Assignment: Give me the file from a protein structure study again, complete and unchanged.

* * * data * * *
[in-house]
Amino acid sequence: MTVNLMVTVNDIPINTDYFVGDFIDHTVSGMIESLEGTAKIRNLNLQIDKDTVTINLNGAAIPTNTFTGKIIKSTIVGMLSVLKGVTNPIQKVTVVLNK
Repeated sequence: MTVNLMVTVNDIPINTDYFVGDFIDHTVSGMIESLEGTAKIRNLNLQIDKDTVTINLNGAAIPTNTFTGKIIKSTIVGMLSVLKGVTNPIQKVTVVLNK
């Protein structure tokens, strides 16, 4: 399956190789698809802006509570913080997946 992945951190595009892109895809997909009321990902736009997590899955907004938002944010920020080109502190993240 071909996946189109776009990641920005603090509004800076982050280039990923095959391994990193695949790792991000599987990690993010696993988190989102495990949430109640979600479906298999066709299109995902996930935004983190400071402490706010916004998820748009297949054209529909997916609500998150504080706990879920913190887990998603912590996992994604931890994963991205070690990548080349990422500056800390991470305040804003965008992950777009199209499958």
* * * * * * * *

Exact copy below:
[in-house]
Amino acid sequence: MTVNLMVTVNDIPINTDYFVGDFIDHTVSGMIESLEGTAKIRNLNLQIDKDTVTINLNGAAIPTNTFTGKIIKSTIVGMLSVLKGVTNPIQKVTVVLNK
Repeated sequence: MTVNLMVTVNDIPINTDYFVGDFIDHTVSGMIESLEGTAKIRNLNLQIDKDTVTINLNGAAIPTNTFTGKIIKSTIVGMLSVLKGVTNPIQKVTVVLNK
């Protein structure tokens, strides 16, 4: 399956190789698809802006509570913080997946 992945951190595009892109895809997909009321990902736009997590899955907004938002944010920020080109502190993240 071909996946189109776009990641920005603090509004800076982050280039990923095959391994990193695949790792991000599987990690993010696993988190989102495990949430109640979600479906298999066709299109995902996930935004983190400071402490706010916004998820748009297949054209529909997916609500998150504080706990879920913190887990998603912590996992994604931890994963991205070690990548080349990422500056800390991470305040804003965008992950777009199209499958």